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12th Round of India-China Military Talks
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Lt Gen Prakash Katoch | Date:06 Aug , 2021 0 Comments
Lt Gen Prakash Katoch
is a former Lt Gen Special Forces, Indian Army

The 12th round of India-China Corps Commander-level talks were held on August 1 at the Chushul-Moldo border meeting point on the Indian side. This time the talks lasted for nine hours – some improvement from the earlier marathons. Media reports of same day said the talks  wrapped up on a positive note amid growing hopes of reaching an understanding on the disengagement of troops from Hot Springs and that modalities will be worked out on how to take the process forward and a joint statement was expected later.

The Press Information Bureau release of August 2 covering the joint statement said, “The two sides had a candid and in-depth exchange of views on resolution of remaining areas related to disengagement along the LAC….The two sides noted that this round of meeting was constructive…..They agreed to resolve remaining issues in an expeditious manner in accordance with the existing agreements and agreement….The two sides agreed in the interim they will continue their effective efforts in ensuring stability along the LAC……and jointly maintain peace and tranquility.”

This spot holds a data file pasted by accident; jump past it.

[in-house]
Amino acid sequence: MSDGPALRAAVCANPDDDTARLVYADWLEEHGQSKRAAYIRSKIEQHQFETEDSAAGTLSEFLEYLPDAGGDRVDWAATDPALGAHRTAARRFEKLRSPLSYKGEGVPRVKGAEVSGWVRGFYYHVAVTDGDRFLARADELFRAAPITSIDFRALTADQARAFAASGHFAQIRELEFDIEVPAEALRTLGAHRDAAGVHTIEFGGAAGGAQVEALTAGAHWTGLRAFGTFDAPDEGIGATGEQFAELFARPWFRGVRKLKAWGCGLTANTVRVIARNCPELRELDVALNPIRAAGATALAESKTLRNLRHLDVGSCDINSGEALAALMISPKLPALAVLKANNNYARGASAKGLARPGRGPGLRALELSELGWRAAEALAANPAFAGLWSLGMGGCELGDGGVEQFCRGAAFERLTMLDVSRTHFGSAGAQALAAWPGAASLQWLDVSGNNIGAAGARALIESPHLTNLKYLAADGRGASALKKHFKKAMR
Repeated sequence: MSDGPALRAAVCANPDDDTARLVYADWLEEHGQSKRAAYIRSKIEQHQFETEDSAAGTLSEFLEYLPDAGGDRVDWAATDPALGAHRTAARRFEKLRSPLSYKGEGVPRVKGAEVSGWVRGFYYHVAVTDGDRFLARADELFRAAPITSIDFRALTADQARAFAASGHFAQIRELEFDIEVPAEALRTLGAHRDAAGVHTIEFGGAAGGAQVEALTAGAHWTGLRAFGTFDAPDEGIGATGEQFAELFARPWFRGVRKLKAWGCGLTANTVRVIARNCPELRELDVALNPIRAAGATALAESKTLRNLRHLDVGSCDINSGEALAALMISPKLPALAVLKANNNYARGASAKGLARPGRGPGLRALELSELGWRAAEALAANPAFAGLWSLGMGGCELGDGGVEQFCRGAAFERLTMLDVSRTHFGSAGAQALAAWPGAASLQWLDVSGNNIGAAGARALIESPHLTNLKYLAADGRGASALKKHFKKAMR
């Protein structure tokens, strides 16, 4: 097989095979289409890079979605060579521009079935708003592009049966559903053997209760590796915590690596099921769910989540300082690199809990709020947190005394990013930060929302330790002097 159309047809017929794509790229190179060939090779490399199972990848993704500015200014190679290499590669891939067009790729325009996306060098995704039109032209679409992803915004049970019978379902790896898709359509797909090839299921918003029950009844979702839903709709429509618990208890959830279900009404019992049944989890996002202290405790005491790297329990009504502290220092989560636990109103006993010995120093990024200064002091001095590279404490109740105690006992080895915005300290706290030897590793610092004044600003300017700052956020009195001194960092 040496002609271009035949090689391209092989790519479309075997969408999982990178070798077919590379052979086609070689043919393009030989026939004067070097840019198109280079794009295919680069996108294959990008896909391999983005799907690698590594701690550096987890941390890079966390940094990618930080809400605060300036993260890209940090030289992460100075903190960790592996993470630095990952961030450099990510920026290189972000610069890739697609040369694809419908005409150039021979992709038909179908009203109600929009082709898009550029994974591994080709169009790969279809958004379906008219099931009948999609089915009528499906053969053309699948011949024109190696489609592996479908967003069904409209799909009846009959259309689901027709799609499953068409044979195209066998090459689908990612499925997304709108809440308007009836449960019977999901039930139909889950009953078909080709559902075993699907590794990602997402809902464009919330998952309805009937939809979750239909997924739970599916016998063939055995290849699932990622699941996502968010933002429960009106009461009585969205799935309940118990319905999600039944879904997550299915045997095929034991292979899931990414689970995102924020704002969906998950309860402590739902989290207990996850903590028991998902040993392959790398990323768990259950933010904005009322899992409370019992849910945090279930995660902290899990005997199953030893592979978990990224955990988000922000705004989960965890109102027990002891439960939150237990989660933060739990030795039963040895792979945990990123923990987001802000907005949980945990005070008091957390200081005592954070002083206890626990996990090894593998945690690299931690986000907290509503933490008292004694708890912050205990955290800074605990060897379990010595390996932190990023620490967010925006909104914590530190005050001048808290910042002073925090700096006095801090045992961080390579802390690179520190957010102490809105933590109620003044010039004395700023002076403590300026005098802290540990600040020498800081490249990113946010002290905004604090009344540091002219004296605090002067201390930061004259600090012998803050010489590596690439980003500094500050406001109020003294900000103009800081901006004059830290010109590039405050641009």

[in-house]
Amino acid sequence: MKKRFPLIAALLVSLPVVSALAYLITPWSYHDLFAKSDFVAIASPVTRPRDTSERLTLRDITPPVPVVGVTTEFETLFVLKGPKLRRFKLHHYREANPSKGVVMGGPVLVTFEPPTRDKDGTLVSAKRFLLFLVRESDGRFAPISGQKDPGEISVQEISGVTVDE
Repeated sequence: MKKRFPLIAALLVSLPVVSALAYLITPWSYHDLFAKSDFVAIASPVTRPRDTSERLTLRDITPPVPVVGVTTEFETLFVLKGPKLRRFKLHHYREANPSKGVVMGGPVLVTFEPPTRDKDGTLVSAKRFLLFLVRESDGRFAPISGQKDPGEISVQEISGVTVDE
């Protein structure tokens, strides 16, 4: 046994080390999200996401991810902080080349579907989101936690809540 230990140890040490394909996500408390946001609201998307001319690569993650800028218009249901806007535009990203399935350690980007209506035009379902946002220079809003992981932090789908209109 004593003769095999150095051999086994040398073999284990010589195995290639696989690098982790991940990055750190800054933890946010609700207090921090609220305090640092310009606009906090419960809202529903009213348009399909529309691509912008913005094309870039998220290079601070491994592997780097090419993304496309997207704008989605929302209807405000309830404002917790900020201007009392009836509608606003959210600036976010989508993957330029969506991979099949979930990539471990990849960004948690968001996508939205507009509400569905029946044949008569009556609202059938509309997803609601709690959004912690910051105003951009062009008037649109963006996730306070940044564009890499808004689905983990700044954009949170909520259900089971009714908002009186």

Media reports of June 6 quoting an official (MEA or MoD?) stated, “PLA is communicating that LAC disengagement in Pangong Tso has been completed as per objective of the leadership of two countries. They want the Gogra and Hot Springs disengagement to be resolved at a level of local commanders and not convene a special meeting. This clearly indicates that the Chinese want to drag the disengagement around Kongka La into tedious conversations of local commanders rather than look at the big picture of bilateral relationship.”